Dwight Howard believes decision to leave Lakers took ‘guts’

Dwight Howard said Stan Van Gundy, his former coach in Orlando, told him that he would be a better fit with Houston's system and coaching staff than the Lakers'.
(Luis Sinco / Los Angeles Times)

When Dwight Howard made the decision to leave the Lakers for the Houston Rockets in free agency this past summer, he knew he’d have a long list of detractors.

“Everybody’s saying I was a ‘coward’ for leaving [the Lakers], and I knew I was going to get that,” said Howard on Tuesday to the Orlando Sentinel. “But I think with the situation I had to do what was best for Dwight.”

Howard spent one season with the Lakers after a trade from the Orlando Magic in 2012. Originally Howard was looking for a trade in 2011 but decided to opt in to the final year of his contract with the Magic.

“I know when I wanted to leave Orlando, and I decided to stay, I wasn’t happy on the inside,” he said. “I wanted to please everybody else and ended up hurting a lot of people by doing it the way I did. So this time it’s like I had a second chance.”


“I said, ‘You know what? People are going to hate me for whatever reason, so I can’t allow that to stop me from making my decision,’” continued Howard. “I thought that my decision took a lot of guts because everybody’s saying, ‘How could you leave the Lakers and 6 billion fans?’ But I don’t care about being an outcast or about being somebody that may look bad. All I’ve got to do is win now, and I’m in the right situation.”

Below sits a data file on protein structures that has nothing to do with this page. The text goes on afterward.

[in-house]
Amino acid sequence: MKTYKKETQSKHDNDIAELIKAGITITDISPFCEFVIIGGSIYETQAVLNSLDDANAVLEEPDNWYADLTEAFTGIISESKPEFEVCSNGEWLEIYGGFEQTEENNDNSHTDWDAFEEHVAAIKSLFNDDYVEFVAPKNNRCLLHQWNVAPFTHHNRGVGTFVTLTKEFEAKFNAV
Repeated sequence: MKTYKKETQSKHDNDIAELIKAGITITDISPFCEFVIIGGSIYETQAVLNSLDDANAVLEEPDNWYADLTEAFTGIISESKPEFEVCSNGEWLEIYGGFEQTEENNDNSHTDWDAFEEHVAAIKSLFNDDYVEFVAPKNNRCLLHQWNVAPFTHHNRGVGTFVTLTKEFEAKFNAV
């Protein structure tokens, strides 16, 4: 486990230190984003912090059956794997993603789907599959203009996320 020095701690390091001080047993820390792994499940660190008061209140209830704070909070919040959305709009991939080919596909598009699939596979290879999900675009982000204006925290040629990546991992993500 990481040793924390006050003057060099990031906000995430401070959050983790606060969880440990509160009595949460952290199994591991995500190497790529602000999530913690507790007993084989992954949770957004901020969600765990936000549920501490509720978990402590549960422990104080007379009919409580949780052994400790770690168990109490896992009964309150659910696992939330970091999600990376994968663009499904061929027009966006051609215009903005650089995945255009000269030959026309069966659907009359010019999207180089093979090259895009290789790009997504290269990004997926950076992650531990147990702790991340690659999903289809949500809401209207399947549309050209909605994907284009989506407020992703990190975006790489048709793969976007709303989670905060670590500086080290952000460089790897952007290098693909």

Howard also said he was bothered that his former team, the Orlando Magic, gave his jersey number (12) to Tobias Harris.

“I just think that despite whatever happened, there was a lot of things that I did and that we did as a team, and that number was special down there,” Howard said. “And I was a little bit upset about that.”

Howard seemingly expects the Magic to eventually retire his jersey after taking the franchise to the 2009 NBA Finals — where he lost to Kobe Bryant and the Lakers. They still may retire his jersey, after Howard retires as a player.

The Lakers won just 45 games last season with Howard, who spent much of the season trying to recover from back surgery. While he played 76 games for the team (averaging 17.1 points and 12.4 rebounds a night), he wasn’t quite himself until later in the year.

Howard could have made an additional $30 million by signing with the Lakers instead of the Rockets. A deal with L.A. would have been for five years instead of four with Houston — but Howard can make up some of what was lost in his next contract.


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